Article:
“While the government plans to increase recruitment to the public sector partly to address issues such as youth unemployment, poverty, regional disparity etc., any large scale recruitment to the public sector could eventually result in a lasting impact on government expenditure on account of salaries and wages and pension payments, particularly in the context of the non existence of a contributory pension scheme for the public sector,” the CB pointed out. 


The CB cautioned that expanded budget deficits, unless contained, could result in narrowing the fiscal space needed for public investment in the areas of health, education and social protection, thereby resulting in a deterioration of productivity and dampened economic growth, endangering poverty alleviation efforts of the government gains in the primary balance.


Further, it warned that such prolonged budget deficits could undermine fiscal consolidation efforts and seriously challenge debt sustainability in the period ahead unless real economic activity boosts up significantly.


Sri Lanka has US$ 5-6 billion external debt repayment commitments per annum on average due in the medium term including high proportion of commercial loans, which are generally characterised by higher interest costs together with relatively short maturities than concessional sources, as per the CB.


In this context, it is envisaged that Sri Lanka would need to rollover the existing debt by issuing international sovereign bonds (ISBs) and through syndicated loan facilities from international financial markets.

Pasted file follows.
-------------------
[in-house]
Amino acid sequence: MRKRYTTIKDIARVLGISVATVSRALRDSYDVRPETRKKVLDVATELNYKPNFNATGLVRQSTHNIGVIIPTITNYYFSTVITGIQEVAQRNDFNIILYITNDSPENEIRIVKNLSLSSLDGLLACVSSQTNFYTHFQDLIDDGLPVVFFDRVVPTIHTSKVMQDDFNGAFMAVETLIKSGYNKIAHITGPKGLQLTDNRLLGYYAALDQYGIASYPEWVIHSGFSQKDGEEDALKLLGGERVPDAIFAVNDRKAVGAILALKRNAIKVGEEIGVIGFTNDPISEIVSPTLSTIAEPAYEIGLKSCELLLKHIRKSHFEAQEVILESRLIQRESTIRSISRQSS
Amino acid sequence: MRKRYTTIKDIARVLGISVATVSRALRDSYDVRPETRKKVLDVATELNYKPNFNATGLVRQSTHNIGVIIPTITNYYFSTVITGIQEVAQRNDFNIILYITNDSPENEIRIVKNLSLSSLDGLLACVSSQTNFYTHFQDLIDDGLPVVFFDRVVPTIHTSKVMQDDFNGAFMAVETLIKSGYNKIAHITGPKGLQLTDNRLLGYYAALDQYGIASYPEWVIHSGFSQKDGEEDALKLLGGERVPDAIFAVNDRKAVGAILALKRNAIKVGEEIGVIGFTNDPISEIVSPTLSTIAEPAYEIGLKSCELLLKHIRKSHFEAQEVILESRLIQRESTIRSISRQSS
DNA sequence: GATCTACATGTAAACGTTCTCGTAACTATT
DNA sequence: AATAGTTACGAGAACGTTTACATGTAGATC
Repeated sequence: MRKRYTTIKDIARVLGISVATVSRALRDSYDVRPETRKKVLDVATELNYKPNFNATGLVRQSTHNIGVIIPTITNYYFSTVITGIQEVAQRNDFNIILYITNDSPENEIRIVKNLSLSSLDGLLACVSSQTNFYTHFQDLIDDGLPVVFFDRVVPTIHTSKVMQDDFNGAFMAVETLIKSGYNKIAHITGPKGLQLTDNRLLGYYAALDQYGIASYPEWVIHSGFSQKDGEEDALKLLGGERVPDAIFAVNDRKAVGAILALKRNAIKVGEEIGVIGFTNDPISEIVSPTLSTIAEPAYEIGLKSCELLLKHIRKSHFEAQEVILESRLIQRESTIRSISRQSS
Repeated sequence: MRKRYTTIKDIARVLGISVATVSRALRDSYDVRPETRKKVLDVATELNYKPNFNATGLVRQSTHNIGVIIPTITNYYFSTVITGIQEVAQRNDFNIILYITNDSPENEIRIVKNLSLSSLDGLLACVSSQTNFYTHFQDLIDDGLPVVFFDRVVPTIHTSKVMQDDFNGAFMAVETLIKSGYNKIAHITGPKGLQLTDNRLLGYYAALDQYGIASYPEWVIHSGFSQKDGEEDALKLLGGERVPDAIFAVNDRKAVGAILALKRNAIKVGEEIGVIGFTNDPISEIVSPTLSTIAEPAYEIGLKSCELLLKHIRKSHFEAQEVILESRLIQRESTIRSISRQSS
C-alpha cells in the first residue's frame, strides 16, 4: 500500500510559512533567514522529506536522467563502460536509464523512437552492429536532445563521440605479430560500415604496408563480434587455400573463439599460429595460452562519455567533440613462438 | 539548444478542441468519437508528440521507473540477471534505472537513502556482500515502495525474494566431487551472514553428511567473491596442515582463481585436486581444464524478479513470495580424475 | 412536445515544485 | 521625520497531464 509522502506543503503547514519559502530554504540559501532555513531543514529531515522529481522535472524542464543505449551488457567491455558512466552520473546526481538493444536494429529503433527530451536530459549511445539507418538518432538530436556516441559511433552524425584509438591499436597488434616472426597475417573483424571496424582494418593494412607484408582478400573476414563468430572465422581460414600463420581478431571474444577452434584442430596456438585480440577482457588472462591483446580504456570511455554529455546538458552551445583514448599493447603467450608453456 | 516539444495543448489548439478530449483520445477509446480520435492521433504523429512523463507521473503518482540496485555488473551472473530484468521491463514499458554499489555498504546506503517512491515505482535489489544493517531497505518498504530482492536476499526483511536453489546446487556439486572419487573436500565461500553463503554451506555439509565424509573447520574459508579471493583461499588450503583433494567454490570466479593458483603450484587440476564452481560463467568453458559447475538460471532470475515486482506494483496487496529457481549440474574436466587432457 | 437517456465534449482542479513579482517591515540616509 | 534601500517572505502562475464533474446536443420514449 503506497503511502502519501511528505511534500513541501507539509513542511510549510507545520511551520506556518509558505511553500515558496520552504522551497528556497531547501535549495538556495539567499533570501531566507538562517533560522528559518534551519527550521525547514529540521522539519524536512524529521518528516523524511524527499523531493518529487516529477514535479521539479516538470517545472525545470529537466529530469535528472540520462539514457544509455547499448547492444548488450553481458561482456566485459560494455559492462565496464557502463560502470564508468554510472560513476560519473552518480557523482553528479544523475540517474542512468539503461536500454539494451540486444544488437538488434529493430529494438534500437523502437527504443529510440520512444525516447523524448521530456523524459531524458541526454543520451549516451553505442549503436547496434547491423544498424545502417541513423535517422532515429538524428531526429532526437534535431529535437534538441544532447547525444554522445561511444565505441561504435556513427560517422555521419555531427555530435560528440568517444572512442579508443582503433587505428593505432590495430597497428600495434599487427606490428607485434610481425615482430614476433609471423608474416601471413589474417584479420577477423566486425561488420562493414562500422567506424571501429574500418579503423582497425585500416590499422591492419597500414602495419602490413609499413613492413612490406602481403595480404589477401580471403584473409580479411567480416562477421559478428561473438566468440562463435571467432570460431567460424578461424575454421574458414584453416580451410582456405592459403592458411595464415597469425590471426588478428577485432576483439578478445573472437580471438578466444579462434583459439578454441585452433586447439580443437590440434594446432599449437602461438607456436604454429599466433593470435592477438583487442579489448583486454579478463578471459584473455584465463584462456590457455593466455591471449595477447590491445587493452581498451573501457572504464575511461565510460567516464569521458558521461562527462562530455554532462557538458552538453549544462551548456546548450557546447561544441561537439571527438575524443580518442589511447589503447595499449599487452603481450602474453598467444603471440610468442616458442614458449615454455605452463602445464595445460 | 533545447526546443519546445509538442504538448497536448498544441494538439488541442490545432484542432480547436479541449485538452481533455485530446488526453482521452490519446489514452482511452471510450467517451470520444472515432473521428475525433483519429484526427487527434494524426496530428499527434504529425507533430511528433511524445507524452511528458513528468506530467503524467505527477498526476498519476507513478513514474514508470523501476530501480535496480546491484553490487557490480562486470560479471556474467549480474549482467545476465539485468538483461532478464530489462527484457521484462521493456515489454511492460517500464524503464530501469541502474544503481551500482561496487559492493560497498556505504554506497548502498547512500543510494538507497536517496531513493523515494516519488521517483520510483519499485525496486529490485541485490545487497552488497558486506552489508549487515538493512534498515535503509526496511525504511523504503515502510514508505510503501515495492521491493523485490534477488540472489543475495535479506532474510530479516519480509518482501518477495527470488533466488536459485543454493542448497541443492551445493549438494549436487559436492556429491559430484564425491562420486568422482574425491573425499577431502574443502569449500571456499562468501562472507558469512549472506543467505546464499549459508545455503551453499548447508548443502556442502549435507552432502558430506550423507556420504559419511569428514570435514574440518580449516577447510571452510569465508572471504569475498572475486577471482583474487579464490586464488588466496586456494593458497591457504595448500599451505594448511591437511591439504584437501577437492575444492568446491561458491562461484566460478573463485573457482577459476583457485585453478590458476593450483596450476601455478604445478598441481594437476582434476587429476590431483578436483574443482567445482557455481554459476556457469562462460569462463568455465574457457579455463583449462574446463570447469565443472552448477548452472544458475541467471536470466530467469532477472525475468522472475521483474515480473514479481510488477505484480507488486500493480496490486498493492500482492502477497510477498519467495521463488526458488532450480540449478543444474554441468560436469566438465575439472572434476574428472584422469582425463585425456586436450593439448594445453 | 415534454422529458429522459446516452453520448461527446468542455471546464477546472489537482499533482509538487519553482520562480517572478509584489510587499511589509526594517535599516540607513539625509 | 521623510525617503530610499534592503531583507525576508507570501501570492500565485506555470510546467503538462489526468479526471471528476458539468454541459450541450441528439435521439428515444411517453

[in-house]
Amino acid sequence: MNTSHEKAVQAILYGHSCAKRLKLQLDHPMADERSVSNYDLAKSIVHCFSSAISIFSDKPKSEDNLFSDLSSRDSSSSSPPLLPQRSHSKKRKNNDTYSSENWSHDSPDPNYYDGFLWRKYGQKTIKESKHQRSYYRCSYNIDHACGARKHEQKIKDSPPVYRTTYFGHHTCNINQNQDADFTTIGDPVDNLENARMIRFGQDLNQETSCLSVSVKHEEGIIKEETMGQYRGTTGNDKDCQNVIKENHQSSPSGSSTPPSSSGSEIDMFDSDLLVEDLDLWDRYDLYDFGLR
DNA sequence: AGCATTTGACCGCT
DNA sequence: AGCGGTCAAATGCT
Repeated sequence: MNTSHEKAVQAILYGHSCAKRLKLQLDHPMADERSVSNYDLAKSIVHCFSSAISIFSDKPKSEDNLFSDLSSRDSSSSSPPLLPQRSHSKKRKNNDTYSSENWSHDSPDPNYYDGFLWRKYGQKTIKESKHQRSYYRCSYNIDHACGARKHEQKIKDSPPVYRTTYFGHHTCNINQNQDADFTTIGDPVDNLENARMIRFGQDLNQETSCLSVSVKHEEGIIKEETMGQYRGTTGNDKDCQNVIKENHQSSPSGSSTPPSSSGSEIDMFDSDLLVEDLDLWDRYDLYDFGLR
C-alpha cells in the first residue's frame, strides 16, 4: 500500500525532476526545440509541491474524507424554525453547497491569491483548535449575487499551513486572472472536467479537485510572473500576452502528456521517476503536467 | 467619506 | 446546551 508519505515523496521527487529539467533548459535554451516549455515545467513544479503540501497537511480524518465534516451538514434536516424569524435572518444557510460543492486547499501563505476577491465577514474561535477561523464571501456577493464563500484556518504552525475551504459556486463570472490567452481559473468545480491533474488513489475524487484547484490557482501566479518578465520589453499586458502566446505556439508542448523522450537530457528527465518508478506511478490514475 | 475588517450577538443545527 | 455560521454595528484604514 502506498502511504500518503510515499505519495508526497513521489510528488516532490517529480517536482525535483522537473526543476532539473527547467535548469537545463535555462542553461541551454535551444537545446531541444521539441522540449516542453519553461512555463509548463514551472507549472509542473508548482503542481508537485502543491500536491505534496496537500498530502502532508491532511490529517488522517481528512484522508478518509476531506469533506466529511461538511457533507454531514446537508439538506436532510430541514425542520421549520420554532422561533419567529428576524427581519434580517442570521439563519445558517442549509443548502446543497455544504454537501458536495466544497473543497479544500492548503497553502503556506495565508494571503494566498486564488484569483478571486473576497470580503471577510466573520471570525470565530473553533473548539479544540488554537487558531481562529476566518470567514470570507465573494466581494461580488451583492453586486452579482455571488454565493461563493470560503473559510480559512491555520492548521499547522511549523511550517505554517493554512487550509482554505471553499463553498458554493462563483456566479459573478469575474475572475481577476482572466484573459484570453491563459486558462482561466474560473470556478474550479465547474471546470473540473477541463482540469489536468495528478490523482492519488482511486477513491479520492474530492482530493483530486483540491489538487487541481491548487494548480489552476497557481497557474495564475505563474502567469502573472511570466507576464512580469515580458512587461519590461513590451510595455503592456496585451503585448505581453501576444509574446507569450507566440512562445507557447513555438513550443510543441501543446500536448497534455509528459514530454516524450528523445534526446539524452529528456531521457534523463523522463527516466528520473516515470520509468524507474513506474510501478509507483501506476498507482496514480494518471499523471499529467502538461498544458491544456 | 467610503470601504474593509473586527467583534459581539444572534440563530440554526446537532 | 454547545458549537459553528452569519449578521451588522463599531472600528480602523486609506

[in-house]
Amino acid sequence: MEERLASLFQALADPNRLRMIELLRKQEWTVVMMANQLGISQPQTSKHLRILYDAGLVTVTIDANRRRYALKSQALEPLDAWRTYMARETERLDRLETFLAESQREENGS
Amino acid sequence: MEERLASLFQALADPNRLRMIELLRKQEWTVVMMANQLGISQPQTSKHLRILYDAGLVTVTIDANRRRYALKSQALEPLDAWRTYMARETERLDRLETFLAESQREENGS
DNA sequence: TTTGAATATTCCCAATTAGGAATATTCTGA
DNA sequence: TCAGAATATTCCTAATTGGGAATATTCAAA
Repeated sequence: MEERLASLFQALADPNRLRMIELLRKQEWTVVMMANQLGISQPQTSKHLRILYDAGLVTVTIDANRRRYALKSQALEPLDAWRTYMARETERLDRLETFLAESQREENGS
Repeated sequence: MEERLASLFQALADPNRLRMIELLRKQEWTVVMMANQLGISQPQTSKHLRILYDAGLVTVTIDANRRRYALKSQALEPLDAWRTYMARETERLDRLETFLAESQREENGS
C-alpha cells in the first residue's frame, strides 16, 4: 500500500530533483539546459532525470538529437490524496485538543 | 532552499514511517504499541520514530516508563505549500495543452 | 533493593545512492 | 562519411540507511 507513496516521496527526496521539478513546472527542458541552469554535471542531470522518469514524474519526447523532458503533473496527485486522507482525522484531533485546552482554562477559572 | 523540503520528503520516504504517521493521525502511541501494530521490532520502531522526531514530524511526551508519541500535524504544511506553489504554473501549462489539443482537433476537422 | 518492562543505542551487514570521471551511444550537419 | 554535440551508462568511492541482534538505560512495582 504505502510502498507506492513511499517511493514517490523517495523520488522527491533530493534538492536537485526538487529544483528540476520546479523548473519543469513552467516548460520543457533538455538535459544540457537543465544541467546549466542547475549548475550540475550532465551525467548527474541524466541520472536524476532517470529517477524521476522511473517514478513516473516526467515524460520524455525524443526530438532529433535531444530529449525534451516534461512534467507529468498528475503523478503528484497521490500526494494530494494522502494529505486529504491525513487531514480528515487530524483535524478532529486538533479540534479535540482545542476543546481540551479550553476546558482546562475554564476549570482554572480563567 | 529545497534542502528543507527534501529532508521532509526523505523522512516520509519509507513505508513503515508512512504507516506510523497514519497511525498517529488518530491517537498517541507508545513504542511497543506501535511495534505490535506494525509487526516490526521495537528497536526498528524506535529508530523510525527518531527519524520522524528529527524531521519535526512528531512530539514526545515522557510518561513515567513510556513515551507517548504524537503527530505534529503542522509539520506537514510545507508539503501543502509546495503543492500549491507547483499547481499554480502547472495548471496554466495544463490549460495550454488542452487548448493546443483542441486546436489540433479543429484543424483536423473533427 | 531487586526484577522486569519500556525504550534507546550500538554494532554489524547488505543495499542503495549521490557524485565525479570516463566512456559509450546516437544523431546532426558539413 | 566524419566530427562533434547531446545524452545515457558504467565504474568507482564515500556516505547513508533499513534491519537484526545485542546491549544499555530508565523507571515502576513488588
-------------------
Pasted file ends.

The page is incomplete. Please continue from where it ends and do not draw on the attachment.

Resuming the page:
In particular, the CB cautioned that revisions to Sri Lanka’s sovereign rating could result in raising the cost of rolling over the increased commercial debt stock in the period ahead, exerting pressure on international reserves, the exchange rate and fiscal operations. 


“In this context, along with the active liability management framework, it is vital that fiscal consolidation efforts are continued through improved revenue mobilisation and prudent spending while adopting sound fiscal rules to ensure overall public debt sustainability as well as external debt sustainability,” the CB stated. 


The central government debt to GDP ratio rose to 86.8 percent by end-2019 from 83.7 percent at end-2018, mainly reflecting the impact of the increased budget deficit and the relatively modest growth in nominal GDP in 2019. 
Due to the prevailing adverse environment, the CB projected that Central Bank debt would reach 92.4 percent of GDP at the end of this year.